### Basic Definitions and Propeerties of Convex Functions

Convex Functions: $f(\alpha x_1 + (1-\alpha)x_2) \le \alpha f(x_1) + (1-\alpha)f(x_2)$

Concave Functions: $-f$ is convex

Epigraph: $epi(f) = \{(x,t) \in R^n\times R: f(x) \le t\}$

Effective Domain: $dom(f) = \{x \in R^n:f(x) \lt +\infty \}$

Proposition 9: Let $f:R^n \rightarrow R \bigcup \{+\infty\}$, it is convex iff $epi(f)$ is convex

Note that $dom(f)$ is also convex if $f$ is convex

Corollary 2: (Jensen's Inequality) Let $f:R^n \rightarrow R \bigcup \{+\infty\}$, it is convex iff $f(\sum ^k _{i=1} \alpha _i x_i) \le \sum ^k _{i=1} \alpha_i f(x_i)$ for any $x_1,...,x_k \in R^n$ and $\alpha_1,...,\alpha_k \in [0,1]$ such that $\sum ^k _{i=1} \alpha _i = 1$

### Convexity-Preserving Transformations

Theorem 11:

Non-Negative Combinations: $f(x) = \sum ^m _{i=1} \alpha _i f_i(x)$ is onvex if $f_i$ is convex and $\alpha_i \ge 0$

Pointwise Supremum: $f(x) = sup _{i\in I}f_i(x)$

Affine Composition: $f(x) = g(A(x))$

Composition with an Increasing Convex Function: $h$ is increasing on $dom(h)$, $f(x) = g(h(x))$

Restriction on Lines: $f$ is convex iff $f(x_0 + th)$ is convex for any $x_0$ and $h$

### Differentiable Convex Functions

Theorem 12: $f$ is differentiable on the open set, then it is convex iff $f(x) \ge f(\bar{x}) + (\nabla f(\bar{x}))^T(x-\bar{x})$ for all $x,\bar{x} \in S$

Theorem 13: When $f$ is twice continuously differentiable on convex set $S \subseteq R^n$. Then $f$ is convex on $S$ iff $\nabla ^2 f(x) \ge 0$ for $x \in S$

### Non-Differentiable Convex Functions

Subgradient: $s$ is subgradient of $f$ at $\bar{x}$ if $f(x) \ge f(\bar{x}) + s^T(x-\bar{x})$, the set of $s$ is called subdifferetial of $f$ at $\bar{x}$ and is denoted by $\partial f(\bar{x})$

Theorem 14:

1) The convex function $f$ is differentiable at $x\in R^n$ iff $\partial f(x) = \{\nabla f(x)\}$

2) Let $f$ be convex and $f'(x,d) = \lim _{t \rightarrow 0} \frac{f(x+td) - f(x)}{t}$ be the directional derivative of $f$ at $x$ in the direction $d \in R^n \backslash \{0\}$. Then $\partial f(x)$ is a non-empty compact convex set and $f'(x,d) = max _{s \in \partial f(x)}s^Td$ for any $d$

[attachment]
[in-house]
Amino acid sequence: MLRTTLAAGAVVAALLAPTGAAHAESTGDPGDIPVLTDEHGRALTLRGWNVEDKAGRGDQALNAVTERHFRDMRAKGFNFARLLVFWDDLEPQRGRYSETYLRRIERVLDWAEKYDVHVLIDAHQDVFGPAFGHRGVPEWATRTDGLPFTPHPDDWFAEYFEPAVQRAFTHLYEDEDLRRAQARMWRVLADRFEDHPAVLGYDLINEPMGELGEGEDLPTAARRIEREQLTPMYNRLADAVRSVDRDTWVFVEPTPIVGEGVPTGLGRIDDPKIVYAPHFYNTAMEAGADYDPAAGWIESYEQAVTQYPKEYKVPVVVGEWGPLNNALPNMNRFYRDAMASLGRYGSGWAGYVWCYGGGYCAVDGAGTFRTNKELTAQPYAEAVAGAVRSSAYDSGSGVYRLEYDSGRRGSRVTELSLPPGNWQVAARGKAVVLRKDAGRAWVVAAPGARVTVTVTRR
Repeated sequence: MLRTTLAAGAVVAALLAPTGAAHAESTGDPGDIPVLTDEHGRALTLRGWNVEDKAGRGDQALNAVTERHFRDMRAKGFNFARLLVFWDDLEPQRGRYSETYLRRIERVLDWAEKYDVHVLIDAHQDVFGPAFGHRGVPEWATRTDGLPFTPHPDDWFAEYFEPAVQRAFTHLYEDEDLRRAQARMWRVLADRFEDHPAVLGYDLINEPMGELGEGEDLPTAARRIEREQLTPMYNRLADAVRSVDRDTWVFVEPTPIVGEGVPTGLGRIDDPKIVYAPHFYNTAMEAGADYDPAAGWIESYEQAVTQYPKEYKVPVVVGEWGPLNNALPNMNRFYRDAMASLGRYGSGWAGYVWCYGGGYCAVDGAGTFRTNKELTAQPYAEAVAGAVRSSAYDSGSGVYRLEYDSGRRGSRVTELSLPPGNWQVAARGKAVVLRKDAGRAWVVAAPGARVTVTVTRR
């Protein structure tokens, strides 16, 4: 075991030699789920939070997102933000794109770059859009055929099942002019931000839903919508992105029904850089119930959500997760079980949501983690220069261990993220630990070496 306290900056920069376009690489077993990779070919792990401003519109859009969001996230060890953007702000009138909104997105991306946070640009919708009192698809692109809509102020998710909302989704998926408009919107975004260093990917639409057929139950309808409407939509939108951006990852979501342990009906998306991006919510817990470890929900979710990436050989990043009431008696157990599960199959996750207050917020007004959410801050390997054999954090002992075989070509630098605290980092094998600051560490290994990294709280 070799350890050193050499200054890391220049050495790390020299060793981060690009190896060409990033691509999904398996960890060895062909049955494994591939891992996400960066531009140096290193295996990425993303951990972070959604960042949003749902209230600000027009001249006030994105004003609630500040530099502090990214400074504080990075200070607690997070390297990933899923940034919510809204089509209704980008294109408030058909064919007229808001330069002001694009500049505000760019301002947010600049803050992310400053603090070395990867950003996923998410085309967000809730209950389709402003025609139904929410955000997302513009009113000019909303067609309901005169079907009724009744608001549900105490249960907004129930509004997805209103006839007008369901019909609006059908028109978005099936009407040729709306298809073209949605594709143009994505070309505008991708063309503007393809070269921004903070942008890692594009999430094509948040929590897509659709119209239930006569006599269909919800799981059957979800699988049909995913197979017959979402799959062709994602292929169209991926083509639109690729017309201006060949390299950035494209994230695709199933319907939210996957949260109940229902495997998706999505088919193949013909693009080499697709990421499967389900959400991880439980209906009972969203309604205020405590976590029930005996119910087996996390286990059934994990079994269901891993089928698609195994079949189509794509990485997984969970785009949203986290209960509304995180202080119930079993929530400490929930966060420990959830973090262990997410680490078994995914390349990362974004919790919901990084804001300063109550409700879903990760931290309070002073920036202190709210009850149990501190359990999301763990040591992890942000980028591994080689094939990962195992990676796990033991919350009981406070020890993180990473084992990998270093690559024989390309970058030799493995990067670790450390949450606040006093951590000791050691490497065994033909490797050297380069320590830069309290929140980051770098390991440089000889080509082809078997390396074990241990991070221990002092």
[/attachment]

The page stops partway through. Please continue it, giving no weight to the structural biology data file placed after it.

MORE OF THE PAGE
### Calculus and Linear Algebra Preparations

Cachy-Schwarz Inequality: $(\sum ^n _{i=1} x_iy_i)^2 \le (\sum^n _{i=1} x_i ^2)(\sum ^n _{i=1} y_i^2)$

Vector Norm:

1-Norm: $||x||_1 = \sum ^m _{i=1} |x_i|$

2-Norm: $||x||_2 = \sqrt{\sum ^m _{i=1} x_i^2}$

p-Norm: $||x||_p = (\sum ^m _{i=1} |x_i|^p)^{\frac{1}{p}}$

$\infty$-Norm: $||x||_{\infty} = max _i |x_i|$

$-\infty$-Norm: $||x||_{-\infty} = min _i |x_i|$

0-Norm: $||x||_0 =$Nums of non-zero element of $x$

Matrix Norm:

1-Norm: $||A||_1 = max _j \sum ^m _{i=1} |a _{i,j}|$

2-Norm: $||A||_2 = \sqrt{\lambda _1}$

$\infty$-Norm: $||A||_{\infty} = max_i \sum ^m _{j=1} |a_{i,j}|$

F-Norm: $||A||_F = (\sum ^m _{i=1} \sum ^n _{j=1} a_{i,j}^2)^{\frac{1}{2}}$

Taylor's Formula: $f(x) = f(a) + R_n(x)$ $R_n(x) = \frac{f^{(n+1)}(x)}{(n+1)!}(x-a) ^{(n+1)}$

Semidefinite:

$\left [ \begin{matrix} A & B \\ B^T & C \end{matrix} \right ] \ge 0$ <=> $C - B^TA^{-1}B \ge 0$

## Handout 3Elements of Linear Programming

### Basic Definitions and Properties

Polyhedron: The intersection of a finite set of halfspaces

Polytope: A bounded polyhedron

Note that a closed convex set is the intersection of all the halfspaces containing it but this does not mean that any closed convex set is a polyhedron

### External Elements of a Polyheedron

Active Set: The index set of all constraints such that $a_i^T\bar{x} = b_i$

Theorem 1: The following are equivalent:

1) There exists n vectors in the set $\{a_i \in R: i \in I\}$ that are linearly independent

2) The point $\bar{x} \in R^n$ is the unique solution to the following system of linear equations: $a_i^Tx = b_i$

Basic Solution: The vector $x$ is called basic solution if there are n linearly independent active constraints to $x$, if $x$ is in the polyhedron, then it is a basic feasible solution

Note that not every polyhedron has basic feasible solution

Line: A polyhedron $P$ contains a line if there exists $x \in P$ and a vector $d \in R^n \backslash \{0\}$ such that $x+ \alpha d \in P$ for all $\alpha \in R$

Theorem 3: Let $P \subseteq R^n$ is a non-empty polyhedron, then the following are equivalent:

1) $P$ has at least one vertex

2) $P$ does not contain a line

3) There exists n linearly independent vectors in $\{a_i\}^m _{i=1}$

### Existence of Optimal Solutions to Linear Programs